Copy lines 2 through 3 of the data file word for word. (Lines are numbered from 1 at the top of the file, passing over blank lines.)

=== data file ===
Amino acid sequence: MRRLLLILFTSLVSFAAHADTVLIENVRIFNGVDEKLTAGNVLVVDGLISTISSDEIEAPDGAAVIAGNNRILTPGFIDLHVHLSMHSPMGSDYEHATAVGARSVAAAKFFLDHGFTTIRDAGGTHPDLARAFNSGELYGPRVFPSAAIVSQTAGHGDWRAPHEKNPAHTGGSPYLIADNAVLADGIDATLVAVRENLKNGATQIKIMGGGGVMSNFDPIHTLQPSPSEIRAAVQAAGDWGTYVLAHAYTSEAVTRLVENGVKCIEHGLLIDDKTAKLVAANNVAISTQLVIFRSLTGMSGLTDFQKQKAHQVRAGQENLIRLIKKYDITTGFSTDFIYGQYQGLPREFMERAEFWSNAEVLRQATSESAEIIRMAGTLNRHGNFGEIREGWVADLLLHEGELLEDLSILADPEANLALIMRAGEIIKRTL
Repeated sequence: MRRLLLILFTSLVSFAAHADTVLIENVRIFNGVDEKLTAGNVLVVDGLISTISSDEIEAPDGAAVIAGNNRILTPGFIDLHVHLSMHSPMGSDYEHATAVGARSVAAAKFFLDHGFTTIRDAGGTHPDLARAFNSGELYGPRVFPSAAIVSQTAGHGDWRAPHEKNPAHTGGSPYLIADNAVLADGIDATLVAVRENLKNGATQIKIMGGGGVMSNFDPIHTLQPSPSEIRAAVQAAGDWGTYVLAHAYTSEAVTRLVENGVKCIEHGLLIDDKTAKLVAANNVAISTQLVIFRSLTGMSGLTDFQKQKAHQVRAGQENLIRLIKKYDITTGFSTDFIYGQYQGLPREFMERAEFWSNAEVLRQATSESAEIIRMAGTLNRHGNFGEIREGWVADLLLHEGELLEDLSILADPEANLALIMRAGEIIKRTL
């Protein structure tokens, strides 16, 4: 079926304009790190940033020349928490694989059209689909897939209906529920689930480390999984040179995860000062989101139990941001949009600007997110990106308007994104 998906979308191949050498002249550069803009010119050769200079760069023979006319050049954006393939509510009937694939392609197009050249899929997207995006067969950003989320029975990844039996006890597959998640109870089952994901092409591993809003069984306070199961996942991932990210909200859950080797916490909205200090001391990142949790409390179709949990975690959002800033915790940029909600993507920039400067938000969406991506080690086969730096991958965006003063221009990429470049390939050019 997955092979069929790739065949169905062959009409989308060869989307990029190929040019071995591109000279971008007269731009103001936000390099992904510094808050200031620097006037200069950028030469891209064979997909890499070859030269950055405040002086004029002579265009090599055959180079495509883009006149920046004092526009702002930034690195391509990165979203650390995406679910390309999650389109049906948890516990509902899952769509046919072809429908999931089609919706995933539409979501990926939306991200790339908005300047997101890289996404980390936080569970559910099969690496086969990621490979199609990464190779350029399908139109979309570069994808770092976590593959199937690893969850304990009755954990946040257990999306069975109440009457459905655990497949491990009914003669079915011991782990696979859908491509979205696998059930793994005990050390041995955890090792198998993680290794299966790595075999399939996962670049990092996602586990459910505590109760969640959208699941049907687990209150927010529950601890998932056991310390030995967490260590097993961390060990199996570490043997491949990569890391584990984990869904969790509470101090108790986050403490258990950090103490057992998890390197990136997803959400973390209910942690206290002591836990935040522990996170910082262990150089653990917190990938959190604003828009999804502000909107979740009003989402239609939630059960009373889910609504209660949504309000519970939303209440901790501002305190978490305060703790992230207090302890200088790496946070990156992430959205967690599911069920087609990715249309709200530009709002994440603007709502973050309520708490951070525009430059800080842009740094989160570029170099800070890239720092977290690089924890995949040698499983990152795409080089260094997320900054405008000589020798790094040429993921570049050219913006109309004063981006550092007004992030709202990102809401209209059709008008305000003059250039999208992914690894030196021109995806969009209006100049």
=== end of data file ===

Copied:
Repeated sequence: MRRLLLILFTSLVSFAAHADTVLIENVRIFNGVDEKLTAGNVLVVDGLISTISSDEIEAPDGAAVIAGNNRILTPGFIDLHVHLSMHSPMGSDYEHATAVGARSVAAAKFFLDHGFTTIRDAGGTHPDLARAFNSGELYGPRVFPSAAIVSQTAGHGDWRAPHEKNPAHTGGSPYLIADNAVLADGIDATLVAVRENLKNGATQIKIMGGGGVMSNFDPIHTLQPSPSEIRAAVQAAGDWGTYVLAHAYTSEAVTRLVENGVKCIEHGLLIDDKTAKLVAANNVAISTQLVIFRSLTGMSGLTDFQKQKAHQVRAGQENLIRLIKKYDITTGFSTDFIYGQYQGLPREFMERAEFWSNAEVLRQATSESAEIIRMAGTLNRHGNFGEIREGWVADLLLHEGELLEDLSILADPEANLALIMRAGEIIKRTL
């Protein structure tokens, strides 16, 4: 079926304009790190940033020349928490694989059209689909897939209906529920689930480390999984040179995860000062989101139990941001949009600007997110990106308007994104 998906979308191949050498002249550069803009010119050769200079760069023979006319050049954006393939509510009937694939392609197009050249899929997207995006067969950003989320029975990844039996006890597959998640109870089952994901092409591993809003069984306070199961996942991932990210909200859950080797916490909205200090001391990142949790409390179709949990975690959002800033915790940029909600993507920039400067938000969406991506080690086969730096991958965006003063221009990429470049390939050019 997955092979069929790739065949169905062959009409989308060869989307990029190929040019071995591109000279971008007269731009103001936000390099992904510094808050200031620097006037200069950028030469891209064979997909890499070859030269950055405040002086004029002579265009090599055959180079495509883009006149920046004092526009702002930034690195391509990165979203650390995406679910390309999650389109049906948890516990509902899952769509046919072809429908999931089609919706995933539409979501990926939306991200790339908005300047997101890289996404980390936080569970559910099969690496086969990621490979199609990464190779350029399908139109979309570069994808770092976590593959199937690893969850304990009755954990946040257990999306069975109440009457459905655990497949491990009914003669079915011991782990696979859908491509979205696998059930793994005990050390041995955890090792198998993680290794299966790595075999399939996962670049990092996602586990459910505590109760969640959208699941049907687990209150927010529950601890998932056991310390030995967490260590097993961390060990199996570490043997491949990569890391584990984990869904969790509470101090108790986050403490258990950090103490057992998890390197990136997803959400973390209910942690206290002591836990935040522990996170910082262990150089653990917190990938959190604003828009999804502000909107979740009003989402239609939630059960009373889910609504209660949504309000519970939303209440901790501002305190978490305060703790992230207090302890200088790496946070990156992430959205967690599911069920087609990715249309709200530009709002994440603007709502973050309520708490951070525009430059800080842009740094989160570029170099800070890239720092977290690089924890995949040698499983990152795409080089260094997320900054405008000589020798790094040429993921570049050219913006109309004063981006550092007004992030709202990102809401209209059709008008305000003059250039999208992914690894030196021109995806969009209006100049």